Kinetic Concepts Inc., a maker of wound-care products and hospital beds, agreed to be acquired for $4.98 billion in cash by a group including private-equity firm Apax Partners LLP in the biggest leveraged buyout since the collapse of Lehman Brothers Holdings Inc.
Stockholders will receive $68.50 a share, San Antonio-based Kinetic said in a statement today. The price is 6.2 percent above yesterday’s close on the New York Stock Exchange, and 17 percent above July 5, the day before Bloomberg News reported that the company was in talks on a buyout.
While sales in Kinetic’s main wound-treatment business are little changed since 2008, the company’s free cash flow yield of almost 9 percent and a new portable wound-care device may help generate a return of as much as 40 percent in five years, Piper Jaffray Cos. estimated before the deal was announced.
“The cash flow is the attraction for private equity, and the questionable growth outlook means there’s a limit to how much public investors and strategic buyers are willing to pay,” said Jason Wittes, an analyst for Caris & Co. in New York, in an interview today. "$5 billion is about the range I was expecting,” he said.
Kinetic has 40 days in which it can solicit alternative proposals from potential buyers, according to the statement.
Wanted a ‘Go-Shop’
London-based Apax made a formal offer “some time ago,” Kinetic Chief Executive Officer Catherine Burzik said in an interview today. “We wanted to have a go-shop, and we’ll see if others are interested.”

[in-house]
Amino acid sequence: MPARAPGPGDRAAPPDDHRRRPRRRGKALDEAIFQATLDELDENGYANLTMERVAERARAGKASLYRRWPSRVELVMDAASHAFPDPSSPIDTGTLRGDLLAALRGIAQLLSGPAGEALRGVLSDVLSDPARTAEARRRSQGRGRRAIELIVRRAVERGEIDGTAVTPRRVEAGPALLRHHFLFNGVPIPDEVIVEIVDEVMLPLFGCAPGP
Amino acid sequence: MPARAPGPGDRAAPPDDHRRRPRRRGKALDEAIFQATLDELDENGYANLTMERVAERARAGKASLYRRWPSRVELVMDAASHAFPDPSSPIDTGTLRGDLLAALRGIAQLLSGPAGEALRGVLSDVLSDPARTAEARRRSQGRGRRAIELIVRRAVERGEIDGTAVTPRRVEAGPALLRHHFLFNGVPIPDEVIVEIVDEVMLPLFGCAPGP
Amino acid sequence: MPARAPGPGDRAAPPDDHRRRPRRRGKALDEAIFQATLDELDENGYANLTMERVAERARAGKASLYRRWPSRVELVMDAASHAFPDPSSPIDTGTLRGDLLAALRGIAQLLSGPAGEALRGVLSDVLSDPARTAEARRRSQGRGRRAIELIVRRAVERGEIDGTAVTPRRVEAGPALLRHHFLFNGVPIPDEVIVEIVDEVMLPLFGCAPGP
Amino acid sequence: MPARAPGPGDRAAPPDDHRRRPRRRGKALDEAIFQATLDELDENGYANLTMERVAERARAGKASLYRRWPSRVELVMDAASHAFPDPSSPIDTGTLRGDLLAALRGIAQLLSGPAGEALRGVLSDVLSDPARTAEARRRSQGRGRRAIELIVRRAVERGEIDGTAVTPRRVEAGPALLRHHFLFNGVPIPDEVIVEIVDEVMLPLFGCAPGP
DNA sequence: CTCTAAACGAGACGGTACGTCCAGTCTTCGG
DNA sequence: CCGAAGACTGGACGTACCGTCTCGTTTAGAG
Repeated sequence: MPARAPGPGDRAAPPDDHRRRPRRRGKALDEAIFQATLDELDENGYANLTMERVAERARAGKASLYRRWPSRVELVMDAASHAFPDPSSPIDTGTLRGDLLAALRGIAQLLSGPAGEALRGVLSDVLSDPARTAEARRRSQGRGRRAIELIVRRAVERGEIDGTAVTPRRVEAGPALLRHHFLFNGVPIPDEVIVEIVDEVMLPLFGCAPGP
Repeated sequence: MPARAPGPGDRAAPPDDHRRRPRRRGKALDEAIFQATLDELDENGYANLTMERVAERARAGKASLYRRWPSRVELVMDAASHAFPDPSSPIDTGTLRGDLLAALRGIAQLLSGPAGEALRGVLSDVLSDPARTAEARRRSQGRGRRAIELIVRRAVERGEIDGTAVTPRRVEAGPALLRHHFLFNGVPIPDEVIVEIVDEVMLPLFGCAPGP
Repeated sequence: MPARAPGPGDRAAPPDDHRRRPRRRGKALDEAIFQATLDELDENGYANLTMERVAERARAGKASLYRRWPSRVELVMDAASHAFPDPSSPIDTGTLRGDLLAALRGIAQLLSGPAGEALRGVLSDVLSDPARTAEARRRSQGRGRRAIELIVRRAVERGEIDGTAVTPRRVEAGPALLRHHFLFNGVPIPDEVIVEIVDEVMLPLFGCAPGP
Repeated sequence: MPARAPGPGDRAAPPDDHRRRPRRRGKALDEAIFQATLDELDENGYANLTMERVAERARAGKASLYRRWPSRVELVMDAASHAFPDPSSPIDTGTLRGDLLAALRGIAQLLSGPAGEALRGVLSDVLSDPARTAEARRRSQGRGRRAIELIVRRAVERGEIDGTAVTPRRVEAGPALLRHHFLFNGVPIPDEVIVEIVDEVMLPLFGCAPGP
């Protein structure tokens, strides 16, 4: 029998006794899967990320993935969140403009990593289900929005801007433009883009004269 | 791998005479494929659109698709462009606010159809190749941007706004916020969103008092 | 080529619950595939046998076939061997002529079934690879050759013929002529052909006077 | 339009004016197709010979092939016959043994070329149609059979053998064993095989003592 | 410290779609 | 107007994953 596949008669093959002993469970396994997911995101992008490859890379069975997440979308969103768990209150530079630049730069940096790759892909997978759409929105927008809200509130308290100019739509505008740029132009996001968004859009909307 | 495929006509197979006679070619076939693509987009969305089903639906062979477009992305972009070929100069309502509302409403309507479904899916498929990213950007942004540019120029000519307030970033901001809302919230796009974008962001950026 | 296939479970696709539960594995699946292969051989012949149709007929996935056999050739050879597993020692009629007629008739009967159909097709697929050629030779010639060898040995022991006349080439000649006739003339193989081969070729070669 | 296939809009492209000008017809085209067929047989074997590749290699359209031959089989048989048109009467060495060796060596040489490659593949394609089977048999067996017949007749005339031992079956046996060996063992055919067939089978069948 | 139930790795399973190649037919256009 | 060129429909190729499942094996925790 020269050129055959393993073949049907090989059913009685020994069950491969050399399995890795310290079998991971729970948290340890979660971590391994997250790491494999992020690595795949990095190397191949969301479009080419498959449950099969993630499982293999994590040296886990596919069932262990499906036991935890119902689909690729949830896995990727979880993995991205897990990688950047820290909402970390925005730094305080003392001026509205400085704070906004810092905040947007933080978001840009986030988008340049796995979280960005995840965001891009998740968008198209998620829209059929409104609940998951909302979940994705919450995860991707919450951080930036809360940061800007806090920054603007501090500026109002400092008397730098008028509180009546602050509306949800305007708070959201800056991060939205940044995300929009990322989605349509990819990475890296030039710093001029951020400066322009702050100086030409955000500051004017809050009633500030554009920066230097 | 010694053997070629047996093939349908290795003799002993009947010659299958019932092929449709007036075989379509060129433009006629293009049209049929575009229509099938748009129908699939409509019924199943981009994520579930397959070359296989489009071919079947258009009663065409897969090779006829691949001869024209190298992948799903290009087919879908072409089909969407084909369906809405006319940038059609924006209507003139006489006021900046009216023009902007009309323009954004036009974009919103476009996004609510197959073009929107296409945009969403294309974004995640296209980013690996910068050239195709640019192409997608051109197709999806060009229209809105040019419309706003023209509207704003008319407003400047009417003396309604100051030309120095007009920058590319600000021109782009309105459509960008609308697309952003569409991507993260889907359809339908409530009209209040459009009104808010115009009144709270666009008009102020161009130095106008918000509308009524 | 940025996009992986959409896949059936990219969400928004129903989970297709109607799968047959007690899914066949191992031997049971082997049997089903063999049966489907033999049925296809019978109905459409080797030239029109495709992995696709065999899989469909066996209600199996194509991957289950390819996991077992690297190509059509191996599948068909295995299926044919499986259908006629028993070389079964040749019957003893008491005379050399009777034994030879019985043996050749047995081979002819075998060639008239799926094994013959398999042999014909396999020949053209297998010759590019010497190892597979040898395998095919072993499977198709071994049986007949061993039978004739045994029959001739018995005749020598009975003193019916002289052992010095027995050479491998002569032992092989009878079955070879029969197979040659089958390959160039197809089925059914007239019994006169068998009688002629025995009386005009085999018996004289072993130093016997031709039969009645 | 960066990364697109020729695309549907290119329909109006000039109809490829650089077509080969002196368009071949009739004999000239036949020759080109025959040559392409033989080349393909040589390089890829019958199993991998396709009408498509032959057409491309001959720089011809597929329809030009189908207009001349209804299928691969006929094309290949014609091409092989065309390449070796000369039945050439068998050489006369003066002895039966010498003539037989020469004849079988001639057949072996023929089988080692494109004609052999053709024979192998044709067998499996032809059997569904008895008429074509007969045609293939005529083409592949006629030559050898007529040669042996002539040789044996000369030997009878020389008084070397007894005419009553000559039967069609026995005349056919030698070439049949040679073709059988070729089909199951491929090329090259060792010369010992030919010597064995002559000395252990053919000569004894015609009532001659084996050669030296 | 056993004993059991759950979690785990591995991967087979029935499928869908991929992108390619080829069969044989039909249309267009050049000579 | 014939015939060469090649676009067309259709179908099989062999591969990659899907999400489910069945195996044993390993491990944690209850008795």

Kinetic rose $3.74, or 5.8 percent, to $68.23 at 4:06 p.m. in New York Stock Exchange composite trading. The shares have gained 63 percent this year.
“It’s a pretty good deal for shareholders,” said Spencer Nam, a Boston-based analyst for Madison Williams & Co., in a telephone interview. “I don’t think there’s going to be a higher bidder.”
Kinetic’s price tag of $6.3 billion when assumed debt is included surpasses the $5.68 billion takeover of Del Monte Foods Co. to become the biggest private equity LBO since New York-based Lehman filed for bankruptcy protection in September 2008.
J.P. Morgan Securities LLC was the financial adviser to KCI, and Skadden, Arps, Slate, Meagher & Flom LLP and Cox Smith Matthews Inc. were legal advisers, according to the statement. Morgan Stanley & Co. LLC was the financial adviser to the buyout group, and Simpson Thatcher Bartlett LLP are acting as legal advisers. Kirkland & Ellis LLP acted as the group’s legal adviser on the financing and Epstein Becker was health-care regulatory counsel.
The buyers include the Canada Pension Plan Investment Board and the Public Sector Pension Investment Board. The Canada Pension is a “significant minority shareholder with the appropriate governance rights in this transaction,” said Andre Bourbonnais, senior vice president of private investments for the investment board.
Apax, which manages a 11.2 billion-euro fund ($15.8 billion) and is on the road to raise another 9 billion euros from investors, is joining other firms including KKR & Co. and Blackstone Group LP in resuming purchases after the credit crisis brought dealmaking nearly to a halt for two years. Private equity firms have announced $234 billion of deals this year, more than double the amount in the same period last year, according to Bloomberg data, as banks resumed lending to fund acquisitions.